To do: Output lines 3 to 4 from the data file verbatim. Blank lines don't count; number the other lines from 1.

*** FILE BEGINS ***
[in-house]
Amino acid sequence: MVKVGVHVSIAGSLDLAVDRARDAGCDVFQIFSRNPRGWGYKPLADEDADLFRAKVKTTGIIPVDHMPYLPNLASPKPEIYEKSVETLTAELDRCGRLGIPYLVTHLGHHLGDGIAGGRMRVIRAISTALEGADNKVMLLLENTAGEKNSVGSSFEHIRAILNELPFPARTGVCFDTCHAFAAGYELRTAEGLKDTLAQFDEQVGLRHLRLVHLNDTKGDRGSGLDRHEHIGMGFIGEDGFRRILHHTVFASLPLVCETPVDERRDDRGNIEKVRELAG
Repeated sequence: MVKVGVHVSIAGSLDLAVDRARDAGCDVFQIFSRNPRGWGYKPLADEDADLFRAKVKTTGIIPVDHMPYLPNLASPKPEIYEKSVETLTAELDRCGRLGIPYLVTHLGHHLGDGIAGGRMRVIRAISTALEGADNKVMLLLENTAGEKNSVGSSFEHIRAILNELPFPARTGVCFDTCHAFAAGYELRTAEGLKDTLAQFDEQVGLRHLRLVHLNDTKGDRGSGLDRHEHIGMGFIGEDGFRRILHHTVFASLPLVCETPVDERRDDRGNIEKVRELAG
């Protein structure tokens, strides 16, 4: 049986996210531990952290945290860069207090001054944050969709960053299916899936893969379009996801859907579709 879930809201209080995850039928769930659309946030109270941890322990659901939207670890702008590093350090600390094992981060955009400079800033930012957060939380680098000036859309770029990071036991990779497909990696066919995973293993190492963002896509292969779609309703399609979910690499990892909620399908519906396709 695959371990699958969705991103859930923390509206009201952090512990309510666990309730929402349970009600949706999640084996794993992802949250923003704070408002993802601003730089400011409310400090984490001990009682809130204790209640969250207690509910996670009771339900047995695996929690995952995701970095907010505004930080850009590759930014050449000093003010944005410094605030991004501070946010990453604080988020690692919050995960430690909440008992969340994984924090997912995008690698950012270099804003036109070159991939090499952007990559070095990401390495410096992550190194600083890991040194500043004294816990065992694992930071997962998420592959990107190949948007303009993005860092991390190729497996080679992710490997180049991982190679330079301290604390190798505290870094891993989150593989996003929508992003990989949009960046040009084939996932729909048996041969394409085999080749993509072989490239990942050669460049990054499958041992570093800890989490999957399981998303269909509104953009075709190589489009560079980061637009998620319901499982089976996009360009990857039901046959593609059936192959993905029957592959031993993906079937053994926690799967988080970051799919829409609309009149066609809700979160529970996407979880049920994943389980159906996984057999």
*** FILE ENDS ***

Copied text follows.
Repeated sequence: MVKVGVHVSIAGSLDLAVDRARDAGCDVFQIFSRNPRGWGYKPLADEDADLFRAKVKTTGIIPVDHMPYLPNLASPKPEIYEKSVETLTAELDRCGRLGIPYLVTHLGHHLGDGIAGGRMRVIRAISTALEGADNKVMLLLENTAGEKNSVGSSFEHIRAILNELPFPARTGVCFDTCHAFAAGYELRTAEGLKDTLAQFDEQVGLRHLRLVHLNDTKGDRGSGLDRHEHIGMGFIGEDGFRRILHHTVFASLPLVCETPVDERRDDRGNIEKVRELAG
């Protein structure tokens, strides 16, 4: 049986996210531990952290945290860069207090001054944050969709960053299916899936893969379009996801859907579709 879930809201209080995850039928769930659309946030109270941890322990659901939207670890702008590093350090600390094992981060955009400079800033930012957060939380680098000036859309770029990071036991990779497909990696066919995973293993190492963002896509292969779609309703399609979910690499990892909620399908519906396709 695959371990699958969705991103859930923390509206009201952090512990309510666990309730929402349970009600949706999640084996794993992802949250923003704070408002993802601003730089400011409310400090984490001990009682809130204790209640969250207690509910996670009771339900047995695996929690995952995701970095907010505004930080850009590759930014050449000093003010944005410094605030991004501070946010990453604080988020690692919050995960430690909440008992969340994984924090997912995008690698950012270099804003036109070159991939090499952007990559070095990401390495410096992550190194600083890991040194500043004294816990065992694992930071997962998420592959990107190949948007303009993005860092991390190729497996080679992710490997180049991982190679330079301290604390190798505290870094891993989150593989996003929508992003990989949009960046040009084939996932729909048996041969394409085999080749993509072989490239990942050669460049990054499958041992570093800890989490999957399981998303269909509104953009075709190589489009560079980061637009998620319901499982089976996009360009990857039901046959593609059936192959993905029957592959031993993906079937053994926690799967988080970051799919829409609309009149066609809700979160529970996407979880049920994943389980159906996984057999």